Tokyo despatch | International

The post-war pacifism is in for an update

Japanese Prime Minister Shinzo Abe inspects the U.S. Navy nuclear air-carrier USS Ronald Reagan during the Japan Maritime Self-Defence Force fleet review at Sagami Bay in Yokosuka, Japan on October 18, 2015.   | Photo Credit: Getty Images

Caught between North Korea’s provocative weapon testing and a tense territorial dispute with an ascendant China, Japan is being forced to confront the contradictions between its constitutionally mandated post-Second World War pacifism and the realities of its precarious topography.

In the last few weeks, North Korea has tested a powerful nuclear bomb as well as sent an intermediate-range ballistic missile flying directly over the northern Japanese island of Hokkaido. The result is a new urgency to long-held debates in Japan related to developing more muscular military capabilities, including a possible constitutional revision.

Article 9 of Japan’s Constitution explicitly states the decision to “forever renounce war as a sovereign right” and to eschew the maintenance of military forces. This pacifist stance has been facilitated by a security alliance with the U.S. that commits the latter to defending the archipelago in the event of an attack.


Article 9 has been reinterpreted several times. Since 1954, Japan has had a self-defence force (SDF), which has over the decades grown into a 2,50,000-strong military, trained to use some of the most cutting-edge defence equipment in all of Asia. These include fourth-generation battle tanks, licence-built Apache attack helicopters and modern reconnaissance drones.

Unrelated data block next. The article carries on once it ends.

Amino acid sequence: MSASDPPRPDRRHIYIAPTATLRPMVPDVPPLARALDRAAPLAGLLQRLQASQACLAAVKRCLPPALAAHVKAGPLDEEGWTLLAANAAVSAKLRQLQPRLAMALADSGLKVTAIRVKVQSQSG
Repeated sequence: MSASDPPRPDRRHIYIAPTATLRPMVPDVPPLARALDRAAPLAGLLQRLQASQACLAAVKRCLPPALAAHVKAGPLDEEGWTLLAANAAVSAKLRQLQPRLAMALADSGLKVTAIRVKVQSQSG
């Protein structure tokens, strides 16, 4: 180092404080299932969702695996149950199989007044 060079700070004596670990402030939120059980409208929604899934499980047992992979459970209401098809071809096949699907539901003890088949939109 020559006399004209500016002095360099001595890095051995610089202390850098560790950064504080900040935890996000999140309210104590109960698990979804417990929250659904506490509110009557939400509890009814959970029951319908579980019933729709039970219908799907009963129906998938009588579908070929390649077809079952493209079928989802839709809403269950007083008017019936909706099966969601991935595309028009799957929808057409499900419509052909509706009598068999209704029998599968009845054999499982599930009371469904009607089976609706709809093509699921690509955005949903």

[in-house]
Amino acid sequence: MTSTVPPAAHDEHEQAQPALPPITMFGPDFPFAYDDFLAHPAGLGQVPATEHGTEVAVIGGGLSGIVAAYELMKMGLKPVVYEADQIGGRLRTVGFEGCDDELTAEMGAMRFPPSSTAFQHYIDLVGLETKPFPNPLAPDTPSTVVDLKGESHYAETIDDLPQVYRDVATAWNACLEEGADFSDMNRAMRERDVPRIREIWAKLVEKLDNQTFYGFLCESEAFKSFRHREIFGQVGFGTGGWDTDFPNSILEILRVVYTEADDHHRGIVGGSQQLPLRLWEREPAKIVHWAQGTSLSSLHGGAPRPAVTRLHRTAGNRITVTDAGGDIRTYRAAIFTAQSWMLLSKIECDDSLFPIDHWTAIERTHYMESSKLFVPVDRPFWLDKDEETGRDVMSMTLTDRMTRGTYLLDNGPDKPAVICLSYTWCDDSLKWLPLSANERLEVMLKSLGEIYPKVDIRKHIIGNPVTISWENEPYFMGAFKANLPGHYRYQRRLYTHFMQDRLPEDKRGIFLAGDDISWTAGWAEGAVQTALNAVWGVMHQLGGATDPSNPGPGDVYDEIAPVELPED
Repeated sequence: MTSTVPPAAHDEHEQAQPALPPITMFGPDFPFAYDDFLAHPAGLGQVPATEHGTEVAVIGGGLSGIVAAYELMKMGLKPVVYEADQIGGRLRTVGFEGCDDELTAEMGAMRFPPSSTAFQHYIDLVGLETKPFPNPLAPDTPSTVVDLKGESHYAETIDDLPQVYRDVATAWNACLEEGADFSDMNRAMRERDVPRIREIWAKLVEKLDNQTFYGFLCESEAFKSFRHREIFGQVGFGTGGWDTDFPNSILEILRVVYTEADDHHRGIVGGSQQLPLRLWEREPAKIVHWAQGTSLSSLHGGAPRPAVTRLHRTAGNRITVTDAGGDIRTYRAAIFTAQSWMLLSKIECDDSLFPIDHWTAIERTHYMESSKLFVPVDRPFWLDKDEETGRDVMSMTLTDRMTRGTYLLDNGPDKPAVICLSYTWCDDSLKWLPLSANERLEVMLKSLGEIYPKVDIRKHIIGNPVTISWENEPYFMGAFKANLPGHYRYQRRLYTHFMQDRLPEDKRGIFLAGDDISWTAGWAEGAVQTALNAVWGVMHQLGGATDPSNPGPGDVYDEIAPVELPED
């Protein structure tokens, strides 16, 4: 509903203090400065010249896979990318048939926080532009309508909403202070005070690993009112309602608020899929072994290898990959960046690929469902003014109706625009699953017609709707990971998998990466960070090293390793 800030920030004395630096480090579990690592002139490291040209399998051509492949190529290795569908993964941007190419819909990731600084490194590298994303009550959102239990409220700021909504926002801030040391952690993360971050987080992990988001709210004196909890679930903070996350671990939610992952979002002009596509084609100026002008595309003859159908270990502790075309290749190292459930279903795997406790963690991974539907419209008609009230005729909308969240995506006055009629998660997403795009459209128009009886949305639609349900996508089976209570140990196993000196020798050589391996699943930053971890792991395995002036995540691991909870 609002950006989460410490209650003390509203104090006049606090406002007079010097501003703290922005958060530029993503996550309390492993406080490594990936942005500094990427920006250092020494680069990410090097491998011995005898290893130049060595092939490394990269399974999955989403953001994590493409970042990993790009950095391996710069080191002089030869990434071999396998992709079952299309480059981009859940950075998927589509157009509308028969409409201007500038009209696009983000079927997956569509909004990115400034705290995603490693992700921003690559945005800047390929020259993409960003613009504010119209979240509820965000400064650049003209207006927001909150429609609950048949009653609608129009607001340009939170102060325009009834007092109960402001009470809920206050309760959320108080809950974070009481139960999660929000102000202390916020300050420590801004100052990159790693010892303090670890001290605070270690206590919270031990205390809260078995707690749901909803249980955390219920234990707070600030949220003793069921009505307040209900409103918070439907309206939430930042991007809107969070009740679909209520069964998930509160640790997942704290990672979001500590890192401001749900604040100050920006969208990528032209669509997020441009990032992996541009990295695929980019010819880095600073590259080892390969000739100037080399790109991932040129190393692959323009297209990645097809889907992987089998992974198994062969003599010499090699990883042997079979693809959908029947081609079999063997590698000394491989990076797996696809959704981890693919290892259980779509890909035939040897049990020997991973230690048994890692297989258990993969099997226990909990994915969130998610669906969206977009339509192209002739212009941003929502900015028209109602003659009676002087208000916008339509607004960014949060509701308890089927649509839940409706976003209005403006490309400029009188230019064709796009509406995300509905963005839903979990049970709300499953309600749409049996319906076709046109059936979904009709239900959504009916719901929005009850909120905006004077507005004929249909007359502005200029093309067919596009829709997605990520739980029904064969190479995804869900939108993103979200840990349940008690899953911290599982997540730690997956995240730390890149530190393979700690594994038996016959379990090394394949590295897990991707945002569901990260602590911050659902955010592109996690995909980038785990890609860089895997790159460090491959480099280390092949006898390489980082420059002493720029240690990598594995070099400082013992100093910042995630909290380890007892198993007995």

However, substantial cultural, legal and budgetary restrictions on Japan’s military capabilities remain in place. For example, ‘offensive’ weapons like bombers and long-range ballistic missiles are not permitted to the SDF and nuclear weapons are a huge taboo.

Japan’s Prime Minister Shinzo Abe is a nationalist for whom the country’s pacifism is misguided. In 2015, he revised the SDF law to permit “collective self-defence”, giving the green light for Japan to come to the military aid of allies under attack. This revision was met with huge public protests and Mr. Abe’s plans for a constitutional revision — he has set a 2020 deadline for it — are a major reason for a plunge in his approval ratings, which dropped to 20% in July.

However, North Korea’s provocations are playing into the Prime Minister’s hands. A recent poll conducted by the Yomiuri Shimbun newspaper shows that following Pyongyang’s latest tests, Mr. Abe’s ratings have rebounded to 50%.

The Japanese media are currently full of security experts calling for Tokyo to develop pre-emptive strike capabilities. The purchase of cruise missiles is being mulled. And the Defence Ministry has announced a record ¥5.26-trillion ($48 billion) budget for 2018, which would cover the purchase of upgraded missile defence systems such as land-based Aegis Ashore interceptors.

Mutual support

Some analysts are even suggesting that Japan reconsider its aversion to nuclear weapons. Mr. Abe and U.S. President Donald Trump have responded to North Korea’s testing with avowals of mutual support. However, on the campaign trail, Mr. Trump had criticised Japan for riding on U.S. military power, suggesting that Tokyo acquire its own nuclear deterrent to avoid an over-reliance on the U.S.

By demonstrating that it can attack U.S. military outposts like Guam and possibly even drop a nuclear bomb on the U.S. mainland, North Korea has shaken the foundations of Japan’s national security. Washington’s commitment to protect Japan is based on the idea that the American mainland would remain safe from North Korean retaliation. However, this is no longer certain. What does look certain, however, is that Japanese “pacifism” is in for an update.

(Pallavi Aiyar is a journalist and author based in Tokyo)

Our code of editorial values

Related Topics
This article is closed for comments.
Please Email the Editor

Printable version | Dec 9, 2021 5:08:56 PM |

Next Story